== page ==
-Conventional conversion of hydrogen requires electricity, why not just use hydrogen directly to eliminate any conversion costs?

Because you cannot get Hydrogen directly? You have to convert it.

(the biggest being the $6 billion cost to decommission after a 30- or 40-year lifetime

Try 40 - 60 year (depending on design) lifetime excluding any extensions... 6 billion? Even with older reactor designs it does not come close to that.

In addition, nuclear fission isn't sustainable: if fission hypothetically supplied the world's energy needs, there would only be five years' supply of uranium

And a practically unlimited supply in the water...

Further, a typical 1.5-MW wind turbine requires 20 gallons of lubricating oil every 5 years, which would become unsustainable in a few decades.


And electrical generators need what exactly? Generators? That use oil, right?

In some cases, geothermal is also known to trigger unwanted seismic activity,


And the effect of 8% of the Earths desert area worth of solar panels would be what on the environment?

Where does this guy get his data?

[edit on 8/9/2009 by C0bzz]

posted on Sep, 8 2009 @ 07:17 AM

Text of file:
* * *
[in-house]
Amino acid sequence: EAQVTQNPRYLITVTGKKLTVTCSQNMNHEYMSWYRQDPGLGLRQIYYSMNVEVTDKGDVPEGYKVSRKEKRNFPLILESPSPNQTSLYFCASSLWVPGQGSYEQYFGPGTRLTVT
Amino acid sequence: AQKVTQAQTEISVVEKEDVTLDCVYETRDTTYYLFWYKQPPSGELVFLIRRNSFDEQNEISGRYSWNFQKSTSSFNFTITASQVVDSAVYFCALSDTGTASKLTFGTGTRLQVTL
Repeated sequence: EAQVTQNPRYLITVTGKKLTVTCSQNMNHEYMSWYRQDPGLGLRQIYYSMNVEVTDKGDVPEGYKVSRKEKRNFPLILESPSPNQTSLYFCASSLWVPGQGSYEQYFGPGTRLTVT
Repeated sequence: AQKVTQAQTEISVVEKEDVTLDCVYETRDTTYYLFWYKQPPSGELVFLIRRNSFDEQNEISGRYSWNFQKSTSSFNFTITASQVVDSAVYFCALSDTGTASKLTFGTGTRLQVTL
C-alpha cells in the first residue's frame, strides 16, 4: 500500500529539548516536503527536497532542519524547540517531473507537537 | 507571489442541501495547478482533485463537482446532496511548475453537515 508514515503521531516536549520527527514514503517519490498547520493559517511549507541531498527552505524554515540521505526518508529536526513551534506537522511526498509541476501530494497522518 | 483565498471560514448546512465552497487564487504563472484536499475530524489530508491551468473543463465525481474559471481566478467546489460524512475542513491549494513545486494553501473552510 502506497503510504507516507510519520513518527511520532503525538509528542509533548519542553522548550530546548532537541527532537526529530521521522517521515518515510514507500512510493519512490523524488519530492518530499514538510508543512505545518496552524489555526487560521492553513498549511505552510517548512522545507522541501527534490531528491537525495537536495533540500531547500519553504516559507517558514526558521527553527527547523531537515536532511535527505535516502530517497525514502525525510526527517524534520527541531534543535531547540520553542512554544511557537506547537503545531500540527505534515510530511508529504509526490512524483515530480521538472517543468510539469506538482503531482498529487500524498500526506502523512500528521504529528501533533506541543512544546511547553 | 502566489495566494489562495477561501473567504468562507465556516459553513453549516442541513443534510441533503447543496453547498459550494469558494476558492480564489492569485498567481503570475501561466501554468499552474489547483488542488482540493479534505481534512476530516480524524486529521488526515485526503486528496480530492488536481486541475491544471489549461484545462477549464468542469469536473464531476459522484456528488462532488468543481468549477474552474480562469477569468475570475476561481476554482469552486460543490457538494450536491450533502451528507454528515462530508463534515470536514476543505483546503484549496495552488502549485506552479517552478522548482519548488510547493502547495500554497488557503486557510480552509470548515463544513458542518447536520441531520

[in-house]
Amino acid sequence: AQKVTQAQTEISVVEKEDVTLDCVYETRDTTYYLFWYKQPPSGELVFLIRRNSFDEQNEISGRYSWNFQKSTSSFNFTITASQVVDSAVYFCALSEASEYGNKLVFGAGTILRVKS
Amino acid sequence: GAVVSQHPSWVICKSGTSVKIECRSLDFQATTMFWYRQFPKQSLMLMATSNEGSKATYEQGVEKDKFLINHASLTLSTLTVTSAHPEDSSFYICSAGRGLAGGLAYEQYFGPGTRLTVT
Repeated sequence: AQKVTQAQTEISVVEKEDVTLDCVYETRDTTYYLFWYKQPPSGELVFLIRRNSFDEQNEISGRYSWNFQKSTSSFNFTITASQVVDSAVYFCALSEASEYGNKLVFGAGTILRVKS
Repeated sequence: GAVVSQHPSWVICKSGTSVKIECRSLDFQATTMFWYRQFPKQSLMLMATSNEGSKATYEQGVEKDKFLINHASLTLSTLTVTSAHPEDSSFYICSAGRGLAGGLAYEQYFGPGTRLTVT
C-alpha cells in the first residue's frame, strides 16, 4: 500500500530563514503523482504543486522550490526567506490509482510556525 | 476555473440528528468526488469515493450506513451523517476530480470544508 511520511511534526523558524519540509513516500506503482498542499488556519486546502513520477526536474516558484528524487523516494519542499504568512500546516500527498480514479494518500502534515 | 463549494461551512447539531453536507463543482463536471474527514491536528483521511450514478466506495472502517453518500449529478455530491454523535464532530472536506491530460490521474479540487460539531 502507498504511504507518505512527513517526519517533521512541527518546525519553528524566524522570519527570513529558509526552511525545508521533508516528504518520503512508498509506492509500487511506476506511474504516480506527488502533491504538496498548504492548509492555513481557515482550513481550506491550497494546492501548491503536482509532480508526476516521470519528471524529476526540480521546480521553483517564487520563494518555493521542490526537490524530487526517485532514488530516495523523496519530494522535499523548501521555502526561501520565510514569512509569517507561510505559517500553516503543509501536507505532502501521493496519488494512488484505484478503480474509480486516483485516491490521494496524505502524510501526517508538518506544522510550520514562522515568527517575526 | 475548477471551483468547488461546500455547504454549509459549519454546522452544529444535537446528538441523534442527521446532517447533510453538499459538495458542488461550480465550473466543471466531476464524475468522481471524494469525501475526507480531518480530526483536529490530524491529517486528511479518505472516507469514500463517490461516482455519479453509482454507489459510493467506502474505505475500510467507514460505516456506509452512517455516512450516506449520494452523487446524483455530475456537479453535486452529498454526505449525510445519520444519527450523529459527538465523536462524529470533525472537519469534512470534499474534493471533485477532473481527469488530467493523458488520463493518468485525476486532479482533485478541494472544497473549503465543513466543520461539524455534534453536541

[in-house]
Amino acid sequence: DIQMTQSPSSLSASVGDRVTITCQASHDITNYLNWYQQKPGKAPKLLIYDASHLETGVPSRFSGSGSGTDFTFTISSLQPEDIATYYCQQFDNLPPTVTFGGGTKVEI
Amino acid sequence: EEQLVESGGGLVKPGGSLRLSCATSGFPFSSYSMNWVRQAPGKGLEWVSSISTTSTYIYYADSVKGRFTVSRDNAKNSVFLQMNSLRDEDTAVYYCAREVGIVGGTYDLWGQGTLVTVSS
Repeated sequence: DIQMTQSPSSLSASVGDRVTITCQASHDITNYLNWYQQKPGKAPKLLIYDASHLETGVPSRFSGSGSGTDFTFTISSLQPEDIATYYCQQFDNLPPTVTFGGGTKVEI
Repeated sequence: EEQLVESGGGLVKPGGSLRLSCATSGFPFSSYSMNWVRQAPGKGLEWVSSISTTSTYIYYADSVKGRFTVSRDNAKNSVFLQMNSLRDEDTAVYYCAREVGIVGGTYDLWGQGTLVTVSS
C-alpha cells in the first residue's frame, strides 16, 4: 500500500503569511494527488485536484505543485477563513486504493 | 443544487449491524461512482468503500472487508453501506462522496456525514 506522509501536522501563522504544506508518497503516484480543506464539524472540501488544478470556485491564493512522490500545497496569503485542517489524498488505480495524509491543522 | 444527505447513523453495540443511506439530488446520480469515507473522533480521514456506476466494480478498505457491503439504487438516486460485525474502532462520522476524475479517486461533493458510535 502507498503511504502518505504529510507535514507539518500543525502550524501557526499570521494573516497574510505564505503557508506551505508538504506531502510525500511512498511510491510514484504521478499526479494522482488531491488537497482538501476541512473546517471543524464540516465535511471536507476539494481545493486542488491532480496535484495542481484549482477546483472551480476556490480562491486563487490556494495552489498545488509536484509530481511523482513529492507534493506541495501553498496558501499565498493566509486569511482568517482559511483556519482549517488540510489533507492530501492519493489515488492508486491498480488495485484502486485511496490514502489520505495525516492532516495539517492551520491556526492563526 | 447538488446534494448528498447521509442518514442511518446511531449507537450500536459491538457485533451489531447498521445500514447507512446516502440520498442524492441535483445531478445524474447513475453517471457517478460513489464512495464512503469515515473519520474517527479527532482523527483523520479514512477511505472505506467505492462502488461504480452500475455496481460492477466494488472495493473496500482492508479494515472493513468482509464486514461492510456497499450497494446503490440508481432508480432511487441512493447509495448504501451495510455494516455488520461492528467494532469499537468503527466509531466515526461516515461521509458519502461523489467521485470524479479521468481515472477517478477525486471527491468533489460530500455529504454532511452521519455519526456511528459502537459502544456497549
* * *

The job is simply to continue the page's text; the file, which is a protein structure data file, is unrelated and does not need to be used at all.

Originally posted by C0bzz

-Conventional conversion of hydrogen requires electricity, why not just use hydrogen directly to eliminate any conversion costs?

Because you cannot get Hydrogen directly? You have to convert it.

Sorry. that was a typo, it should be "Why not just use electricity directly"

I agree with the rest of you said that introducing hydrogen into the plan would just mess it up given the immature hydrogen technology.

Even worse, greedy companies will just try to make money sinks in all the hype of hydrogen, while I agree, it can easily give sportiness qualities into vehicles but at the cost of bad overall system efficiency.

posted on Sep, 8 2009 @ 07:31 AM
Thanks, from the comments of the source, apparently it takes 9 units of electrical energy to create 1 unit of Hydrogen energy. High temperatures can also be used in a thermo-chemical process, rather than electrochemical process, too.

[edit on 8/9/2009 by C0bzz]